Have been getting this question asked a lot in the search engine queries for Unix Tutorial lately, and realised in all this time I haven't created a separate page for the groups command – one of the most basic yet most useful Unix commands ever!
groups Command in Unix
Just like most of Unix/Linux commands, groups does exactly what it says: it shows you a list of Unix groups. Specifically, it shows you groups that your own user belongs to, or lists groups of any other user you specify.
In simplest form, you simply type groups without any parameters:
greys@s2:~ $ groups
On this s2 server, I'm a member of my own group called greys and also belong to libvirt group which lets me manage kvm virtualization.
Of course, you can specify your own user implicitly as well.
This is what groups I'm in on MacOS:
greys@maverick:~ $ groups greys staff com.apple.sharepoint.group.1 everyone localaccounts _appserverusr admin _appserveradm _lpadmin com.apple.sharepoint.group.2 com.apple.sharepoint.group.3 _appstore _lpoperator _developer _analyticsusers com.apple.access_ftp com.apple.access_screensharing com.apple.access_ssh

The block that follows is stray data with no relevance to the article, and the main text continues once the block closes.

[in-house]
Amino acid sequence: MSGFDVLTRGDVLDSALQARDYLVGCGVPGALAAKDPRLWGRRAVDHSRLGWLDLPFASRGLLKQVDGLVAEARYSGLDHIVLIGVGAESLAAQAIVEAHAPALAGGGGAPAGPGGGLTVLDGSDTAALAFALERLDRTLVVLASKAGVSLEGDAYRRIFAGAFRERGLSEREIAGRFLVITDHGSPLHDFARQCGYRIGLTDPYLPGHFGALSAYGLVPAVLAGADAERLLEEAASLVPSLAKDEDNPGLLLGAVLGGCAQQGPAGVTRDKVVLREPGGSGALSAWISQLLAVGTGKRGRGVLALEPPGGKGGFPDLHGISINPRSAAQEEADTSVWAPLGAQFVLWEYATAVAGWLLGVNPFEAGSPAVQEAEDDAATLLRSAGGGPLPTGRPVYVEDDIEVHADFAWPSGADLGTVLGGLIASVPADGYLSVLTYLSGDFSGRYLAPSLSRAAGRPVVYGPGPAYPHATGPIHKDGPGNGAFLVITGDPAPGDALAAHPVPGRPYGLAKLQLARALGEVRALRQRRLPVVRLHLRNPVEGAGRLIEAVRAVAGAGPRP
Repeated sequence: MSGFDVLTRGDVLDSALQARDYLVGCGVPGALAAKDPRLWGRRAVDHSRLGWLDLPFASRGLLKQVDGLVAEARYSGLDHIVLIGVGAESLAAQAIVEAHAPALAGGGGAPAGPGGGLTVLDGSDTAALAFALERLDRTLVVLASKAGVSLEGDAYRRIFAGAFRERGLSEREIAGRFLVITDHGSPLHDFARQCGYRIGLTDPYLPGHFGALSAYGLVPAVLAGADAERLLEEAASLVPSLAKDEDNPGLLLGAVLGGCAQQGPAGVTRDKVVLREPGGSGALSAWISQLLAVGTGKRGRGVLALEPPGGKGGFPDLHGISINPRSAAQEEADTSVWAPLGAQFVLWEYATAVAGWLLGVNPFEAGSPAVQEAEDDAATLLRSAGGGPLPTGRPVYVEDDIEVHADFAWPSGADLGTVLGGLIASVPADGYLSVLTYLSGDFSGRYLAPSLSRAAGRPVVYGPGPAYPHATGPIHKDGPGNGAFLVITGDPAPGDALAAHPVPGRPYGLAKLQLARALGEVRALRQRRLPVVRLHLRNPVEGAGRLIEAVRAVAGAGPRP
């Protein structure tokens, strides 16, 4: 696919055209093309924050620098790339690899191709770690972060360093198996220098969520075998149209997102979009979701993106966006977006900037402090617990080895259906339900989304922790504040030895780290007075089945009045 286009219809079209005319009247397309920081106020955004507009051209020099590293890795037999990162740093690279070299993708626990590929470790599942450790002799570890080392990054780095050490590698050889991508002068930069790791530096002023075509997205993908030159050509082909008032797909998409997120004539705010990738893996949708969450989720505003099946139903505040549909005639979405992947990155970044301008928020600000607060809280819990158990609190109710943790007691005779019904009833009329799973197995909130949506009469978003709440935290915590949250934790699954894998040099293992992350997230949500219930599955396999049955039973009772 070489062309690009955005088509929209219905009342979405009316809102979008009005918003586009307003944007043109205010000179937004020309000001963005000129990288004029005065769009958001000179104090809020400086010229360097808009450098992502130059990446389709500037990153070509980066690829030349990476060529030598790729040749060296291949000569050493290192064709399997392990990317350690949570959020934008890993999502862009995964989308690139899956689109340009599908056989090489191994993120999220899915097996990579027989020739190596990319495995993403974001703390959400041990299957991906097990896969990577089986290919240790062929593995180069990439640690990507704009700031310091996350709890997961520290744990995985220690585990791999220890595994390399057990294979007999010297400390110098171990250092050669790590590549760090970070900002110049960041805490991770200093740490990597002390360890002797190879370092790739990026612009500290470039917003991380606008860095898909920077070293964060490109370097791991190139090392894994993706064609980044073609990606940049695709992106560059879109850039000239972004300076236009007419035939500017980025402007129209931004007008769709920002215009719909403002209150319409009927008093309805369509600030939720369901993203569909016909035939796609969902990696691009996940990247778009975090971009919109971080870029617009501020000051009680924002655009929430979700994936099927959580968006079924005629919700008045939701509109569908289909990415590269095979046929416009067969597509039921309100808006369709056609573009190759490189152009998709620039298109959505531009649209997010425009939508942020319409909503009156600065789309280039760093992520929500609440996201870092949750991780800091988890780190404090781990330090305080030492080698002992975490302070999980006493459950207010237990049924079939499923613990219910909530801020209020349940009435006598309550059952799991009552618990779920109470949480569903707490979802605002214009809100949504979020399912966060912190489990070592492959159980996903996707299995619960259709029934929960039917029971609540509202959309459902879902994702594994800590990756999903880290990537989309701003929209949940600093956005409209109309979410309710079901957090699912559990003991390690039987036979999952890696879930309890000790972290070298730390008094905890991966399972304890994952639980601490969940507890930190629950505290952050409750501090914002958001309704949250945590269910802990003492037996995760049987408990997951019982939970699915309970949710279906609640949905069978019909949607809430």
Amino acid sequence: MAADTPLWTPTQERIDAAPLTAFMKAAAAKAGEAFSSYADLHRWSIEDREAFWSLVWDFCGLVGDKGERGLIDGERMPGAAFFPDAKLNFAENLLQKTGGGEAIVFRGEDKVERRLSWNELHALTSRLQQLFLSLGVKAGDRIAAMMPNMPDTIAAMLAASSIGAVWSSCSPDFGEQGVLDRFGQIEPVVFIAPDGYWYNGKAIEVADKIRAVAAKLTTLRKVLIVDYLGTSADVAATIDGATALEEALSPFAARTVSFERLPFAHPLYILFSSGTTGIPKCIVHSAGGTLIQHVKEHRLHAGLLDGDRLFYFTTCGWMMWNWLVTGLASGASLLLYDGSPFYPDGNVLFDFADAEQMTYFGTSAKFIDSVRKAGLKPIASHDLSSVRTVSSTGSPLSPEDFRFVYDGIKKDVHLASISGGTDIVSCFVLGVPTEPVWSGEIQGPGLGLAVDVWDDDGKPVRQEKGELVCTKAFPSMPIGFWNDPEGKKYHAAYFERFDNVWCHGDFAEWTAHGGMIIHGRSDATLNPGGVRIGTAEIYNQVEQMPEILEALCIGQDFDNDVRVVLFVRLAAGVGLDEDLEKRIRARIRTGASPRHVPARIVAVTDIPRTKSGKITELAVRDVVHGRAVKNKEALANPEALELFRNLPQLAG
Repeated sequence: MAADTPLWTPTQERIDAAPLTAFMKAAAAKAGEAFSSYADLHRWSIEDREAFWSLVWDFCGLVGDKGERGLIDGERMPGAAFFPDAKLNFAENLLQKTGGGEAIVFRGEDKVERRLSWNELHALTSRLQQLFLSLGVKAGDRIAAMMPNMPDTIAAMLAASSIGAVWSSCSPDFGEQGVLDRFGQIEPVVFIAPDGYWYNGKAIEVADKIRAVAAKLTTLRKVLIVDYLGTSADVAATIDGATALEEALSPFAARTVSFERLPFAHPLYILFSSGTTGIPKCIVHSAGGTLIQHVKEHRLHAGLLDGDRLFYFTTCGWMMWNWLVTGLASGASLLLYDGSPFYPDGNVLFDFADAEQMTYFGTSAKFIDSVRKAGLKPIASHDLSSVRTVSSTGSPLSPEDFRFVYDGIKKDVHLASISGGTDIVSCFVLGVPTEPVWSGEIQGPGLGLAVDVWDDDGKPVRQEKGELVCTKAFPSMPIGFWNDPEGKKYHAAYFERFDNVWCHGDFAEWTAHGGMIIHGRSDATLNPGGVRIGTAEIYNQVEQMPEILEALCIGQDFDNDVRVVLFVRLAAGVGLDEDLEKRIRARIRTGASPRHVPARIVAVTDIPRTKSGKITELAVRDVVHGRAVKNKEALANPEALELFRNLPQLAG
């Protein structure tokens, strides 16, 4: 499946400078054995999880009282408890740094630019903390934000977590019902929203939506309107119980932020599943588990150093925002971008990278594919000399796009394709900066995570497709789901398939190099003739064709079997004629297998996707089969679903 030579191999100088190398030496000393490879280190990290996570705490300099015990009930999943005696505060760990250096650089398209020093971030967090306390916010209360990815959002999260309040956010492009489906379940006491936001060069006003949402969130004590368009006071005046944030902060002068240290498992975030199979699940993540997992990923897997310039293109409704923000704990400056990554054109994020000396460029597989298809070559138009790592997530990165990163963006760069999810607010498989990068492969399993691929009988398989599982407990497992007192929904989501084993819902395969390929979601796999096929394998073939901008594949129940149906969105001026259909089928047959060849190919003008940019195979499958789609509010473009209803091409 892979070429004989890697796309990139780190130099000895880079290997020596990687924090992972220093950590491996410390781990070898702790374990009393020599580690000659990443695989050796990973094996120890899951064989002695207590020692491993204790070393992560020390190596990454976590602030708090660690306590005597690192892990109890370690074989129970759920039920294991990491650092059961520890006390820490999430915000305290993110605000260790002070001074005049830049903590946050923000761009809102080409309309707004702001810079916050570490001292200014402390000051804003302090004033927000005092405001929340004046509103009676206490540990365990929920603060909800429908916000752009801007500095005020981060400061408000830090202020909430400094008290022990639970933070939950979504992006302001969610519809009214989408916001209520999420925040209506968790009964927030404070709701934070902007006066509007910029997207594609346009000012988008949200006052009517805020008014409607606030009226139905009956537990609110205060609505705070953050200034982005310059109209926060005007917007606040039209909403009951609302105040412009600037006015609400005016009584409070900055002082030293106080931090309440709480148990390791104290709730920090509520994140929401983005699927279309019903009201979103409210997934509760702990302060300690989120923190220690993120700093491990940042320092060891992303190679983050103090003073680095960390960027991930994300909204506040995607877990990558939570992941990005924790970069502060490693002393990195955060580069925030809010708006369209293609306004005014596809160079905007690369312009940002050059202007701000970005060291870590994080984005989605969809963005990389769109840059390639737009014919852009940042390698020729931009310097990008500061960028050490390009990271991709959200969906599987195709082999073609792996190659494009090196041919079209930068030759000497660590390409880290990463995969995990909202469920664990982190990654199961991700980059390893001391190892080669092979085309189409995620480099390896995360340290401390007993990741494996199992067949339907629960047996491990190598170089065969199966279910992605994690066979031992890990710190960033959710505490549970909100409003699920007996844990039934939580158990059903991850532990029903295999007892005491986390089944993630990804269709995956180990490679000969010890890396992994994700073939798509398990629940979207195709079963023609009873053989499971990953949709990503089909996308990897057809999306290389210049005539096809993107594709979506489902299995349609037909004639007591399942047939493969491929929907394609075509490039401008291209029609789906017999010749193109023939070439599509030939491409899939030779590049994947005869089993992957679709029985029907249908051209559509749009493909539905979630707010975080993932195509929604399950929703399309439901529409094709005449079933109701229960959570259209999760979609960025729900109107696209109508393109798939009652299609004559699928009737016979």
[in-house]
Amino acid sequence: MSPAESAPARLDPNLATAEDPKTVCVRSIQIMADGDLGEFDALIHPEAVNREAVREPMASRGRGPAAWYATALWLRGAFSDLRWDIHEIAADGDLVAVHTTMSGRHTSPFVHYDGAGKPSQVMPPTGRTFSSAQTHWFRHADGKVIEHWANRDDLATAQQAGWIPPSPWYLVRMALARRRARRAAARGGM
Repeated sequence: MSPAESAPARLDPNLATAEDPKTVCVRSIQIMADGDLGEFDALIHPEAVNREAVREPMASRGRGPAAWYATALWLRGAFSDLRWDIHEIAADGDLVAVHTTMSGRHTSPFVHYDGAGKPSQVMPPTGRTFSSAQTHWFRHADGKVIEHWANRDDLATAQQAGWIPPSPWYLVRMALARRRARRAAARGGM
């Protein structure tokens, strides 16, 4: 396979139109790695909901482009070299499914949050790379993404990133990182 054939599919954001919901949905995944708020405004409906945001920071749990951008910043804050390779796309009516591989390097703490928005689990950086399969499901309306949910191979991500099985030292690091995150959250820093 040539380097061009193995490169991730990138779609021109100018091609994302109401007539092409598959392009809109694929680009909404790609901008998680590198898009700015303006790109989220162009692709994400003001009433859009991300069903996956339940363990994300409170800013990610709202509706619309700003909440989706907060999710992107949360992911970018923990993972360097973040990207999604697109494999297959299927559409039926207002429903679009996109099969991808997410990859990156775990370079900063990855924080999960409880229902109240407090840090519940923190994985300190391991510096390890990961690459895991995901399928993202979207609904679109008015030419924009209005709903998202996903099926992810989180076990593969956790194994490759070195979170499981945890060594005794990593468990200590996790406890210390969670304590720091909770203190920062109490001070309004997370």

groups is a basic Unix command
I've added groups to the Basic Unix Commands page and also created it a page today: groups command. Can't believe this truly deserving Unix command escaped the chance to be in the Basic Commands hall of fame for so long!
Other Ways To List User Groups
I've actually taken the time ot refresh a really old but great post of mine today: 3 Ways to List Groups for a User in Linux – go read and and let me know what you think. It talks about using id command (quite basic) and getent command (far more advanced) for listing groups.